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This surprises me

And while scientists are reasonably confident that about a fifth of vertebrates – including the charismatic panda, tiger and black rhino – are threatened,

The panda and the rhino, yes. But the tiger?

Last I heard there were something like 25,000 tigers in private hands (possibly not entirely le mot juste, adult tigers are as likely to eat hands as be in them) in the US alone.

I have absolutely no idea at all, even of the order of magnitude, of what the \”natural\” wild population would be. But I could imagine that 25k for an apex predator could be about right. I\’d be astonished if it were 250k for example and know damn well that it\’s not 2.5 million.

Anyone actually know?

5 thoughts on “This surprises me”

  1. Dare say the estimate of vertebrate species under threat of extinction is around 20%. Come to think of it, 100% of vertebrate species are under threat of extinction. That’s how the evolution thing works, isn’t it? So we’re getting a shakeout of those species that have over-specialised for a limited environment. Like the panda. Eventually, that was going to happen anyway. Or Lean would be writing about the worrying tyrannosaur decline.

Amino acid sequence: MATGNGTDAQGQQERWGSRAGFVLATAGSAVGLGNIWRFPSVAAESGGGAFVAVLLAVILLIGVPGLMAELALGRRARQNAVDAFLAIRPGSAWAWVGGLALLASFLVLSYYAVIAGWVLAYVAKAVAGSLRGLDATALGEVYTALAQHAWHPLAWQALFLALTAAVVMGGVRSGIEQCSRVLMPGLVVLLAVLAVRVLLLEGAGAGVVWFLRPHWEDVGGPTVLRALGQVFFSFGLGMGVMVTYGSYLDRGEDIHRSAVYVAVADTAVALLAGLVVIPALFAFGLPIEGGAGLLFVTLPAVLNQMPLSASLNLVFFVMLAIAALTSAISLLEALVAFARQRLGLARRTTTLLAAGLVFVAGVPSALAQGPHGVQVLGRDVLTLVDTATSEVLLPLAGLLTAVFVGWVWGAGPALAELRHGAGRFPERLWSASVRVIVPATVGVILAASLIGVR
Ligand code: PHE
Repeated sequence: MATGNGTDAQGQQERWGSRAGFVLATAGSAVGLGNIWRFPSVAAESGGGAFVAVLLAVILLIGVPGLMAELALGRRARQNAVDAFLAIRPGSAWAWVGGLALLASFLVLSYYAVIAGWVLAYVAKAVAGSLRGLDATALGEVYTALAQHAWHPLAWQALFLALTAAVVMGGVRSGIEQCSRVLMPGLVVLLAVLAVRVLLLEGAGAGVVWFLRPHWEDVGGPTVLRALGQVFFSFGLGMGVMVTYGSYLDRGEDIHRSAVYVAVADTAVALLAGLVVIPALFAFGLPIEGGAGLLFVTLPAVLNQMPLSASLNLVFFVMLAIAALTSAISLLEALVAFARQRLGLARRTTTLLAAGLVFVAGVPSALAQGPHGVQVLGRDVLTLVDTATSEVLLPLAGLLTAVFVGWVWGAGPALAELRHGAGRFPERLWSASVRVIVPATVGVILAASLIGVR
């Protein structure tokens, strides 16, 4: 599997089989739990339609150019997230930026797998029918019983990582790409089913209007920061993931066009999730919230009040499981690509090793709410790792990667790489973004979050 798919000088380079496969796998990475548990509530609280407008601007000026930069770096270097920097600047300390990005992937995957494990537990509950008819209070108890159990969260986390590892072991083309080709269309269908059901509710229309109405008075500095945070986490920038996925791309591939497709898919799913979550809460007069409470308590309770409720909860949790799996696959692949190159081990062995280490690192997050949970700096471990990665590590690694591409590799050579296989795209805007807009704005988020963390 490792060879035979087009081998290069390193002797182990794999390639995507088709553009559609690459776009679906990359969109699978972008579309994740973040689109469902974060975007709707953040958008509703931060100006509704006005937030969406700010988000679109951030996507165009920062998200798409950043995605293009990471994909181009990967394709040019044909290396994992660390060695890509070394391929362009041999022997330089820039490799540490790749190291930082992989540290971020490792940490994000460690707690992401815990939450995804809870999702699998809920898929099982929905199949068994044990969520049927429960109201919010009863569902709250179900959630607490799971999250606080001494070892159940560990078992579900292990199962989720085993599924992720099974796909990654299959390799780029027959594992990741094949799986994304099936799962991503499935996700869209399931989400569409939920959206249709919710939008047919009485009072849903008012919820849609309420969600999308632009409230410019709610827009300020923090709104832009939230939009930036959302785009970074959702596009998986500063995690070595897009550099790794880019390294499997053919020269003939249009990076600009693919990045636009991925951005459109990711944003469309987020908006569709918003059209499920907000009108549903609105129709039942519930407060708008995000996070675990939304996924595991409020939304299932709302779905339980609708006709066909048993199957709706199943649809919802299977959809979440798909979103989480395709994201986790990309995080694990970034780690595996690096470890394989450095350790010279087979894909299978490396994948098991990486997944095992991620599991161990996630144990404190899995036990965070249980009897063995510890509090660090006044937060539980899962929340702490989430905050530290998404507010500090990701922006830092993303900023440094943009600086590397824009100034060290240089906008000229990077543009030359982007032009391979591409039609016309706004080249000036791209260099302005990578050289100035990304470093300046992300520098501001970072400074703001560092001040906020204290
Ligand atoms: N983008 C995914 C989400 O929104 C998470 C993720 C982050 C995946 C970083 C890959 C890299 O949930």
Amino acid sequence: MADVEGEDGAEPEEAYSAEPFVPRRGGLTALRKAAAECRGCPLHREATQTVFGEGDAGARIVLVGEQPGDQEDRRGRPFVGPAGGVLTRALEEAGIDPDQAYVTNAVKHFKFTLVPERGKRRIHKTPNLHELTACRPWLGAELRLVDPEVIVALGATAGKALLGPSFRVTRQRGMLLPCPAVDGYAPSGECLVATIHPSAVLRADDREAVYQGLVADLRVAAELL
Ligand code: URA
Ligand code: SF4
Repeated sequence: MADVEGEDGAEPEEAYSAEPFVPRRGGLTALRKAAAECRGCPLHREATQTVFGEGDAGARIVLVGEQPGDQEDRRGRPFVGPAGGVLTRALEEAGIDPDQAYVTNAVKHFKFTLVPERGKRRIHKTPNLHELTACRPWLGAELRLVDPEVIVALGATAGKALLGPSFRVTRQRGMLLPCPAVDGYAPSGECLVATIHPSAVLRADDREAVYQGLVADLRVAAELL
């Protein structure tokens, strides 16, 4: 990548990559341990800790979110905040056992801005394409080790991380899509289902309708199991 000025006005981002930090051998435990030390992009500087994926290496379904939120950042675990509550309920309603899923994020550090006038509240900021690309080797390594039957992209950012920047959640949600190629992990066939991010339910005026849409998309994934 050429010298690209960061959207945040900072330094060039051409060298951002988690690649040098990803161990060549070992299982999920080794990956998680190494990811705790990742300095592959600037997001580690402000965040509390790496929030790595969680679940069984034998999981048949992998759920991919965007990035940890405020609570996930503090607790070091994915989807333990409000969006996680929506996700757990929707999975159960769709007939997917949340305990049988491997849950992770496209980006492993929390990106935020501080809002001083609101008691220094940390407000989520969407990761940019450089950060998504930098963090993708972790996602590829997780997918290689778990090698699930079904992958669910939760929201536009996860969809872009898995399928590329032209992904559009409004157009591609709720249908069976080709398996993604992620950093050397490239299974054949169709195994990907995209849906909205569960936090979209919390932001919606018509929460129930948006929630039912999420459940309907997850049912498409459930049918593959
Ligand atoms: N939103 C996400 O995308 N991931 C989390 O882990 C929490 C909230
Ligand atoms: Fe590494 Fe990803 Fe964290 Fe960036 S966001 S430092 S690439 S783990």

2. A fifth of vertebrates are ‘threatened’? Perhaps, but then that must mean that ‘threatened’ turns into ‘extinct’ a vanishingly small proportion of the time.

  3. I thought we’d covered this before? The majority of tigers in private hand are – not to put too fine a point on it – mongrels.

    Pure-bred examples of the various subspecies are very rare indeed – why do you think zoos have set up complicated, cumbersome exchanges to ensure inbreeding isn’t continued?

    Tim adds: “mongrel” is the opposite of “inbred”.

    I know what you mean, but the above is still true.

  4. If you just want tigers, there’s no great problem. But the five or six surviving subspecies are certainly threatened (the Bengal Tiger less so than the others).

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